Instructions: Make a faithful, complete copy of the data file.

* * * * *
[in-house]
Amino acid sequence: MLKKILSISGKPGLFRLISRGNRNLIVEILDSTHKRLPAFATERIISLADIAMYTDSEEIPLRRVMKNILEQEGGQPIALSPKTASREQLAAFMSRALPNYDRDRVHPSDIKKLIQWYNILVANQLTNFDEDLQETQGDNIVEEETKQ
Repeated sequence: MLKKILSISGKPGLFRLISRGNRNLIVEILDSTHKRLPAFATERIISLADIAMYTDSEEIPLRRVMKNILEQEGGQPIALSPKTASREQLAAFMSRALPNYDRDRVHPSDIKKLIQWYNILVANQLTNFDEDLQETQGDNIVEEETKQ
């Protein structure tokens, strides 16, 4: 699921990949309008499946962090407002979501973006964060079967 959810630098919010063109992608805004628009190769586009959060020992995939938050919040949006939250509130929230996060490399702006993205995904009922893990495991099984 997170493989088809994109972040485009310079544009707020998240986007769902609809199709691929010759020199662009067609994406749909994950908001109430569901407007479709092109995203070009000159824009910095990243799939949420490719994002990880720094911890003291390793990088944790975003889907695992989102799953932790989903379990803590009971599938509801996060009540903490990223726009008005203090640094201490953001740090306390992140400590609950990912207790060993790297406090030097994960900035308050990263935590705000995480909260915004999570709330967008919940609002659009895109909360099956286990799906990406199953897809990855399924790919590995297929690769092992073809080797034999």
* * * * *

[in-house]
Amino acid sequence: MLKKILSISGKPGLFRLISRGNRNLIVEILDSTHKRLPAFATERIISLADIAMYTDSEEIPLRRVMKNILEQEGGQPIALSPKTASREQLAAFMSRALPNYDRDRVHPSDIKKLIQWYNILVANQLTNFDEDLQETQGDNIVEEETKQ
Repeated sequence: MLKKILSISGKPGLFRLISRGNRNLIVEILDSTHKRLPAFATERIISLADIAMYTDSEEIPLRRVMKNILEQEGGQPIALSPKTASREQLAAFMSRALPNYDRDRVHPSDIKKLIQWYNILVANQLTNFDEDLQETQGDNIVEEETKQ
């Protein structure tokens, strides 16, 4: 699921990949309008499946962090407002979501973006964060079967 959810630098919010063109992608805004628009190769586009959060020992995939938050919040949006939250509130929230996060490399702006993205995904009922893990495991099984 997170493989088809994109972040485009310079544009707020998240986007769902609809199709691929010759020199662009067609994406749909994950908001109430569901407007479709092109995203070009000159824009910095990243799939949420490719994002990880720094911890003291390793990088944790975003889907695992989102799953932790989903379990803590009971599938509801996060009540903490990223726009008005203090640094201490953001740090306390992140400590609950990912207790060993790297406090030097994960900035308050990263935590705000995480909260915004999570709330967008919940609002659009895109909360099956286990799906990406199953897809990855399924790919590995297929690769092992073809080797034999």